He has since won three fights, although in his last bout, in November, he was unable to finish off Chris Algieri despite knocking him down six times.

Pacquiao hasn’t knocked out an opponent since a TKO of Miguel Cotto in 2009 — the same year he crushed Ricky Hatton in two rounds.

Mayweather’s last knockout win was back in 2011 and he too has showed signs of ring-wear, though that has not stopped him going into the fight as the favorite.

Big, but how big? Even so, the bout tantalizingly brings together two of the most talented fighters of their generation in a clash that recalls such past classics as Joe Frazier’s victory over Ali in 1971, the first fight of their epic trilogy.

“The whole country stopped,” the promoter Arum recalled of the immense interest in that fight at Madison Square Garden.

Whether Pacquiao-Mayweather will surpass Ali-Frazier — or any other “fight of the century” — in lasting significance is immaterial, he said.

“This fight is tremendous,” Arum noted. “The interest is tremendous.

And we should really wrap ourselves around that fact rather than compare it to fights of another era.

“One thing is clear: It’s the biggest fight of this century.” AFP


PHILSTAR

Pacquiao asks Indonesia president to save Veloso By AJ Bolando (philstar.com) | Updated April 27, 2015 - 3:45pm


File photo of Manny Pacquiao. Philstar.com/AJ Bolando

MANILA, Philippines – Despite his busy schedule for the upcoming "fight of the century," Filipino boxing icon Manny Pacquiao took a break to try to save a life from death row.

The eight-division champion, “in his own little way,” asked Indonesia President Joko Widodo to grant executive clemency to Mary Jane Veloso, the overseas Filipino worker who is scheduled to be executed on Tuesday in Indonesia.

Pacquiao voiced out his message to Widodo in a live television interview of GMA News on Monday.

“His excellency Joko Widodo, I am Manny Pacquiao. In behalf of my countrymen, Mary Jane Veloso and the entire Filipino people, I am begging and knocking at your kind heart that your excellency will grant executive clemency to her by sparing her life and saving her from execution,” he said.

READ MORE...
The Sarangani representative added that it will be a “great morale booster” for his fight against Floyd Mayweather Jr. on Sunday if Veloso would not be executed.

“On May 2nd I will fight Mayweather which is considered as t he fight of the century. It will be great morale booster if in my own little way I can save a life.”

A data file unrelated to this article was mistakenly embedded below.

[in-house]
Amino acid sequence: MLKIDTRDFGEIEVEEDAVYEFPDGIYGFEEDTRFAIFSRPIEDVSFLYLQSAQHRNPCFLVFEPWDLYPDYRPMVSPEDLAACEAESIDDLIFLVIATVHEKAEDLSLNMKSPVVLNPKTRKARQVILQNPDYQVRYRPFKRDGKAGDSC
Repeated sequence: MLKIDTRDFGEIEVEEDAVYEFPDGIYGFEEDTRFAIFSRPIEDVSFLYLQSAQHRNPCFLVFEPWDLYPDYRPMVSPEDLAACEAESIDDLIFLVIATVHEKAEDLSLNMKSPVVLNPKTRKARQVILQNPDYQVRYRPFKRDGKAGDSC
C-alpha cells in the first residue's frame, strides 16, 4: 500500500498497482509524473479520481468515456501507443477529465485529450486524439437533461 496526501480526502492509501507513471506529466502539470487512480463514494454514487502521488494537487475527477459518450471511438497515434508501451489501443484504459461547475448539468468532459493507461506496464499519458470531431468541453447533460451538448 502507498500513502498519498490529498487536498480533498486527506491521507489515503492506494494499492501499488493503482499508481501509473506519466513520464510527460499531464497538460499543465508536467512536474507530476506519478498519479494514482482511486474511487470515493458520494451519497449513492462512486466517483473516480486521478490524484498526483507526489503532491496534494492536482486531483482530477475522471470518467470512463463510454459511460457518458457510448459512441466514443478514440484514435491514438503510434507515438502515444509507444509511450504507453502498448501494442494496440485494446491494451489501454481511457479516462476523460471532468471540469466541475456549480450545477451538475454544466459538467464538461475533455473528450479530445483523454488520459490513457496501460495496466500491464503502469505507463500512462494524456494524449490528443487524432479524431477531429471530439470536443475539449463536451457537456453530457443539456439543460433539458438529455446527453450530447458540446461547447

The 30-year-old Veloso is sentenced to death by firing squad after she was nabbed in 2010 for possession of 2.9 kilograms of heroin.

President Benigno Aquino III and Vice President Jejomar Binay already made their moves to save Veloso, but Indonesia appears firm with its decision.

Even United Nations Secretary General Ban Ki-moon also urged the Indonesian government as he believed that death penalty “should only be imposed for the most serious crimes, namely those involving intentional killing, and only with appropriate safeguards.”


INQUIRER

Aquino to Pacquiao: You’ve done enough for PH, quit, enjoy Nikko Dizon @inquirerdotnet Philippine Daily Inquirer 5:17 AM | Wednesday, April 29th, 2015

LANGKAWI ISLAND, Malaysia—While most Filipinos are concerned about Manny Pacquiao winning over Floyd Mayweather Jr. in their epic boxing bout on May 3, President Aquino said he was more worried about the health of the boxer-turned-politician.

“Isn’t it nice (if) you’re the one who’ll say (to Pacquiao), it’s enough? You have earned and saved money. You should be able to enjoy it. Enjoy your family. Enjoy each other,” Aquino said.

He added: “(Pacquiao) is entitled, after all his sacrifices and the example that he’s made, to enjoy the fruits of all his hard work and labor.”

The President said he had not watched Muhammad Ali fight at the peak of his career but that he was still impressed with the latter’s boxing skills.

“And then now you see him in such a condition. Didn’t anyone ever tell him, ‘You’ve done enough?’” he added.

President Aquino said he might try to catch the delayed telecast of the Pacquiao-Mayweather fight, “after 10 people (would have) texted me that (Pacquiao) had won.”

READ MORE...
Aquino said his unsolicited advice as a Filipino who admires Pacquiao was: “You’ve done so much. Don’t put yourself (through) unnecessary risks. (Let this May 3 fight) be the crowning glory (of your career).”

“I’m very confident that (Pacquiao) will do our countrymen proud as he has always done. (But) I go back to my perpetual message, which is, continued fighting in the ring does not promote good health,” said the Chief Executive, whose own health has been in constant public scrutiny because of his chain-smoking habit.

Aquino told reporters here he wants Pacquiao to be able to enjoy the fruits of his hard work on the canvass and to have quality time with his family, instead of exposing himself to “unnecessary risks.”

The President said he was thinking of the side effects of boxing, a contact sport that may have led to Parkinson’s disease among some of its players, including boxing legend Muhammad Ali. The ailment has been linked to trauma injuries to the head.

“(Pacquiao) has already done so much for our country and perhaps we should be the ones to show concern for him, instead of brainwashing him until…” the President said, without completing his sentence.


Chief News Editor: Sol Jose Vanzi